Cop26 police tactics create atmosphere of fear, protesters say | Cop26

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Accumulating incidents of police intimidation, harassment and assault on Cop26 activists create “an atmosphere of fear and repression” in the streets of Glasgow and have had a chilling effect on the protests, said activists and watch groups.

Organizers of Saturday’s march for climate justice in Glasgow also claimed police risk ‘chaos’ by failing to follow through on agreed-upon arrangements, while Scottish immigrant groups and native visitors described their feelings of discomfort and threat caused by the “saturation police” throughout the city.

The Guardian collected first-hand accounts from activists across Glasgow, who reported:

  • Threatened with arrest for displaying a banner in a train station.

  • An activist acting as a liaison with the police was given a blue identification bib to be worn by the organizers, but was later confiscated by a police officer and threatened with arrest for pretending to be for a policeman.

  • The organizer of an activist campsite has been threatened with arrest for “child neglect” after an officer saw families asking if they could stay there.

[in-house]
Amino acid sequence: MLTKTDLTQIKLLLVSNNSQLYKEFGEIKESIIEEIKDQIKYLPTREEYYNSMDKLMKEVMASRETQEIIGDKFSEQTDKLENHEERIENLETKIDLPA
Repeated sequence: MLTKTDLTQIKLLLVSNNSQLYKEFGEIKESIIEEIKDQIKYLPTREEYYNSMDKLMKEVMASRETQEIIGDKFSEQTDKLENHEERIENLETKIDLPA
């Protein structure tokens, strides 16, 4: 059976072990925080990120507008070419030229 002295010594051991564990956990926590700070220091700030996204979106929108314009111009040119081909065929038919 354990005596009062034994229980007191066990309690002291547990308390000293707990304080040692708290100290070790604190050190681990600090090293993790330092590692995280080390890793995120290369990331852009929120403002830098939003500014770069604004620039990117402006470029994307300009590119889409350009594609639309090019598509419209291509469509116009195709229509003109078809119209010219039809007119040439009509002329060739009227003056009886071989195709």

• Police vans passing the site in the early hours of the morning detonated a horn and aimed a searchlight with the apparent intention of disrupting sleep.

  • An activist was reduced to tears after being followed into the men’s bathroom by three police officers.

Kat Hobbs, Network for Police Monitoring, said: “The Scottish police seem to have taken a saturation approach to controlling the Cop26 protests, and with so many officers and little to do, reports are pouring in of intimidation, police harassment. and aggressiveness. All of these little incidents add up to create an atmosphere of fear and repression, and they have a chilling effect on the right to protest.

These reports contrast sharply with Police Scotland’s repeated insistence that policing of protests be ‘human rights based’ and ‘welcoming, friendly and proportionate’.

Deputy Chief Constable Gary Ritchie said officers had ‘enjoyed a very positive engagement and constructive relationship with the vast majority of people’ who had come to Glasgow to ‘make their voices heard and engage in a peaceful protest’ .

Some activists believe that the UK’s aid officers, known for their tough tactics, are undermining Police Scotland’s approach.

On Monday, occupants of a disused building in Glasgow that was squatted to provide emergency accommodation for activists accused Metropolitan Police and Welsh forces of trying to break into the site with batons fired in the middle of at night, and reported that the situation was only calmed down when Scottish Police officers arrived.

A Police Scotland spokesperson confirmed that officers attended the building. However, Scottish police have denied that the operation was a raid or an attempt to force entry, or that a ram was used.

Scottish Police said service officers work under the command and control of their chief of police.